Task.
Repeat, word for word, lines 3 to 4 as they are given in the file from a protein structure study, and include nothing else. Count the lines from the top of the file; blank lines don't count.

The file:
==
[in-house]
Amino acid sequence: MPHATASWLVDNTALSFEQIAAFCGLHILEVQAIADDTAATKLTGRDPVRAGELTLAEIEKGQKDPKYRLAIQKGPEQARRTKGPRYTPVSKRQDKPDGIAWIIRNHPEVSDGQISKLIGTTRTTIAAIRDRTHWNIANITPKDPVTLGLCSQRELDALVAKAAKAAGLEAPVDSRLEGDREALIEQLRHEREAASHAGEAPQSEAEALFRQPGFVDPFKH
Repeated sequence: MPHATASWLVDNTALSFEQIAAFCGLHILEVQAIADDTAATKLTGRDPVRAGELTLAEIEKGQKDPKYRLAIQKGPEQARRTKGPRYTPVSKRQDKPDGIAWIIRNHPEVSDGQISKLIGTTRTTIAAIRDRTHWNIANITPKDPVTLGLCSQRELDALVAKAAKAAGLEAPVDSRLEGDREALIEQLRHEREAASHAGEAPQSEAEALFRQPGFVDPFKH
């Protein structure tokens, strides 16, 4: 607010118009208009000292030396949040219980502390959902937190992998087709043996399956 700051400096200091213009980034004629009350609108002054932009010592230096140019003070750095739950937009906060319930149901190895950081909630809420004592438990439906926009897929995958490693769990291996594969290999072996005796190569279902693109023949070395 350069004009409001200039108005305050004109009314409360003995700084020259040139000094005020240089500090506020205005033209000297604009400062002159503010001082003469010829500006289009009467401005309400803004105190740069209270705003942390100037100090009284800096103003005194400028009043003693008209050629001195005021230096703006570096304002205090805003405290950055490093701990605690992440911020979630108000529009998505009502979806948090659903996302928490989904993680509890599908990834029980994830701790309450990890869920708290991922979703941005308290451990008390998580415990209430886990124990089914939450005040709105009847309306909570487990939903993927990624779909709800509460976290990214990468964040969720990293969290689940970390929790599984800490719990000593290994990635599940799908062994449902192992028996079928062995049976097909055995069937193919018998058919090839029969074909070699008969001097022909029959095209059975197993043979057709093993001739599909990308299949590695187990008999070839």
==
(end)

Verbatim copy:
Repeated sequence: MPHATASWLVDNTALSFEQIAAFCGLHILEVQAIADDTAATKLTGRDPVRAGELTLAEIEKGQKDPKYRLAIQKGPEQARRTKGPRYTPVSKRQDKPDGIAWIIRNHPEVSDGQISKLIGTTRTTIAAIRDRTHWNIANITPKDPVTLGLCSQRELDALVAKAAKAAGLEAPVDSRLEGDREALIEQLRHEREAASHAGEAPQSEAEALFRQPGFVDPFKH
């Protein structure tokens, strides 16, 4: 607010118009208009000292030396949040219980502390959902937190992998087709043996399956 700051400096200091213009980034004629009350609108002054932009010592230096140019003070750095739950937009906060319930149901190895950081909630809420004592438990439906926009897929995958490693769990291996594969290999072996005796190569279902693109023949070395 350069004009409001200039108005305050004109009314409360003995700084020259040139000094005020240089500090506020205005033209000297604009400062002159503010001082003469010829500006289009009467401005309400803004105190740069209270705003942390100037100090009284800096103003005194400028009043003693008209050629001195005021230096703006570096304002205090805003405290950055490093701990605690992440911020979630108000529009998505009502979806948090659903996302928490989904993680509890599908990834029980994830701790309450990890869920708290991922979703941005308290451990008390998580415990209430886990124990089914939450005040709105009847309306909570487990939903993927990624779909709800509460976290990214990468964040969720990293969290689940970390929790599984800490719990000593290994990635599940799908062994449902192992028996079928062995049976097909055995069937193919018998058919090839029969074909070699008969001097022909029959095209059975197993043979057709093993001739599909990308299949590695187990008999070839």